United colours

If there is any good to have come out of the bad situation that is the Amazon/Hachette dispute in the US, then it is the growing recognition that authors—as a group—are not bystanders, and they should not be made into victims by disagreements between the super-powers that rule over this trade.

In the US, the thriller writer Douglas Preston last month published an author letter calling for Amazon and Hachette to end their damaging squabble over terms, or at least to stop placing authors in the middle of it. In a long interview published on The Bookseller’s digital blog FutureBook.net this week, Preston explained: “We’re not against Amazon. And we’re not for Hachette at all.

We’re really trying not to take sides. We’re just asking Amazon to resolve its issues with Hachette without affecting authors, without dragging us into it.” His band of writers—900 have signed the letter—calling themselves “Authors United” now plan to run a full-page advertisement in the New York Times.

Preston says that if Amazon takes authors out of the firing line, he will most likely shutter the Authors United effort. This would be a shame. Authors need a say in how this industry evolves: they need to be seen and they need to be heard. Most importantly, they need to be part of the group that works out the future direction of this business. In that respect, this bestseller group joins indie authors such as Orna Ross, Joanna Penn, Hugh Howey and Joe Konrath, all of whom have taken a lead in debating how self-publishing can help reshape all of publishing. Indeed, some of the best analysis about future publishing comes from these “newbies”, as last week’s launch of Kindle Unlimited in the US showed.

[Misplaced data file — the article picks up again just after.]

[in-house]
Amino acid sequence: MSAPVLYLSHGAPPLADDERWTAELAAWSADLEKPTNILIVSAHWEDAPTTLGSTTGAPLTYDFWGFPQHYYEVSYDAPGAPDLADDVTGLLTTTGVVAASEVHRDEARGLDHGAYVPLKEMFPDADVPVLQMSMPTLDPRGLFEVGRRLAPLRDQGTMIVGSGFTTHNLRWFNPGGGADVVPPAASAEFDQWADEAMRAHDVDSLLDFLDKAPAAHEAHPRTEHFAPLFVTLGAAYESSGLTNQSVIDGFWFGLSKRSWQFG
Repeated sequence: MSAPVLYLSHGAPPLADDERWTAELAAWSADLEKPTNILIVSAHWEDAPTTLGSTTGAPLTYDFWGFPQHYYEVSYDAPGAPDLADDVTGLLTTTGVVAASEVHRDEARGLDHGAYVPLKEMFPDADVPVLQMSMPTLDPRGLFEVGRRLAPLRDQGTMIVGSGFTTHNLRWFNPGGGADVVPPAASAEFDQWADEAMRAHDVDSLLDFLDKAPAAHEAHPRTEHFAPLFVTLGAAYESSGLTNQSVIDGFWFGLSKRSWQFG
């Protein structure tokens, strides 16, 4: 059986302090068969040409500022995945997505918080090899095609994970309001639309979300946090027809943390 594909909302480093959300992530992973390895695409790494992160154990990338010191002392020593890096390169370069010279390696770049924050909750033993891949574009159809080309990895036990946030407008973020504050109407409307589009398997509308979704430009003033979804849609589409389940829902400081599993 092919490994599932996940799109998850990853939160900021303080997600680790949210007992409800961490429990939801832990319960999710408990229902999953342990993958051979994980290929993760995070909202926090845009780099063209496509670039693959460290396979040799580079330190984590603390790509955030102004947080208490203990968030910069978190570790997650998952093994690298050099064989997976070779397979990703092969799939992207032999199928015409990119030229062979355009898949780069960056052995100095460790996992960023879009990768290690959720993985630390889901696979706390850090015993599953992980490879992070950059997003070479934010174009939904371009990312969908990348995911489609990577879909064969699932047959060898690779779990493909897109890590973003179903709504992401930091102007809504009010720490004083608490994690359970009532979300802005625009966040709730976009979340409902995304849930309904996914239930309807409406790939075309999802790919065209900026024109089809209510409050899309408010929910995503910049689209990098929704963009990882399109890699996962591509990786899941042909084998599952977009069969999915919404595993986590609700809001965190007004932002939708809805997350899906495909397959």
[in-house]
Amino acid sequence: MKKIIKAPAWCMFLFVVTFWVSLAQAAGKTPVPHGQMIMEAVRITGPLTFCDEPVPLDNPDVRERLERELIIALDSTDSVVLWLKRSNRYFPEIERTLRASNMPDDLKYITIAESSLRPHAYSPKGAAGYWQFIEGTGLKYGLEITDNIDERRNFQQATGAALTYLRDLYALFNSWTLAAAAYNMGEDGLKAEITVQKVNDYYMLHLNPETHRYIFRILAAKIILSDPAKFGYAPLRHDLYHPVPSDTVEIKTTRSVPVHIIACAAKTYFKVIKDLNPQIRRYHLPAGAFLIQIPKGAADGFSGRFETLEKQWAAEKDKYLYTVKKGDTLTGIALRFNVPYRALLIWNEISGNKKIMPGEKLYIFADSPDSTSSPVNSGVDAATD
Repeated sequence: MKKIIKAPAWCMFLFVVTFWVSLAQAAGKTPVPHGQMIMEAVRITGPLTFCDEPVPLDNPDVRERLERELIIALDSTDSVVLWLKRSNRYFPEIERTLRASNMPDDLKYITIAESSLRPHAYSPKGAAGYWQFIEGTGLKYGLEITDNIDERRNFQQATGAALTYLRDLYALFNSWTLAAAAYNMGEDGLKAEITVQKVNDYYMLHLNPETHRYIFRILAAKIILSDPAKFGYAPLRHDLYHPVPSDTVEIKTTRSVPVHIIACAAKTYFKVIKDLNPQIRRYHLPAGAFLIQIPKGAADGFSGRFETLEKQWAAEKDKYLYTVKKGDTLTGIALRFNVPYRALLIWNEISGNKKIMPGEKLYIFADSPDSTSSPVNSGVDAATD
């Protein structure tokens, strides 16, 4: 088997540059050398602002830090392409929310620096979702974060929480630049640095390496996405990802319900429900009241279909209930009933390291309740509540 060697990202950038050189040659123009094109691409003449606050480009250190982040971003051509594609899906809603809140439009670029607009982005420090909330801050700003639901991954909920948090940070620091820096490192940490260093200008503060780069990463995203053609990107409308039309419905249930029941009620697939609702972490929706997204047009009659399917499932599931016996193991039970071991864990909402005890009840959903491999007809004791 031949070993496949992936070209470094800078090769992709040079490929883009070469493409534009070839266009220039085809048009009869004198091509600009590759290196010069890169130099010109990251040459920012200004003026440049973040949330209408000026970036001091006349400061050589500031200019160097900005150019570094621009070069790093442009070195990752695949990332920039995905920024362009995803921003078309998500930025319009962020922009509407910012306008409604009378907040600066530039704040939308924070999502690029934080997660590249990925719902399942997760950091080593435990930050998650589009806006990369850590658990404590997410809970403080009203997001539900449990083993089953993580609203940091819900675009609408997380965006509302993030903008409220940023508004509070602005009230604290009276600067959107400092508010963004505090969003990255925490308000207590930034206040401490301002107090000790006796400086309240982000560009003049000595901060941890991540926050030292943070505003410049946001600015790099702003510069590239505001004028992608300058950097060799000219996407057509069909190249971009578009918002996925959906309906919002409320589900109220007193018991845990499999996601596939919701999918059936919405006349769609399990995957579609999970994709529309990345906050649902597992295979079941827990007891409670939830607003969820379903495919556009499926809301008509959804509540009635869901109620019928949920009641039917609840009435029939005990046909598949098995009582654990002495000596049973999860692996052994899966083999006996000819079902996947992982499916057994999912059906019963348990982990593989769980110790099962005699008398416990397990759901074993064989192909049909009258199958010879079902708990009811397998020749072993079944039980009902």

It would be wrong to imply that authors don’t already have a voice: in the UK the Society of Authors, and in the US the much-maligned Authors Guild, represent their membership with vigour. Agents do too, and lest we forget, it was children’s writers who fought the implementation of age-banding on children’s books in the UK in the noughties.

Yet how often are authors invited to the top table when it comes to the big decisions? Authors may not be consciously excluded, but they are rarely included. As Unbound’s founding c.e.o. Dan Kieran told me, this sense that authors were not at the centre gave rise to the crowd-funding publisher. Its trading name is the reverse of Preston’s handle: United Authors Publishing Ltd.

Some time ago, I wrote that publishers ought to regard authors as part of the workforce. There is another way of looking at it. We are all part of the same continuum. As the writer/publisher Meike Ziervogel put it: “I was a reader, then a writer, and now a publisher. All three inform each other.” Different, united.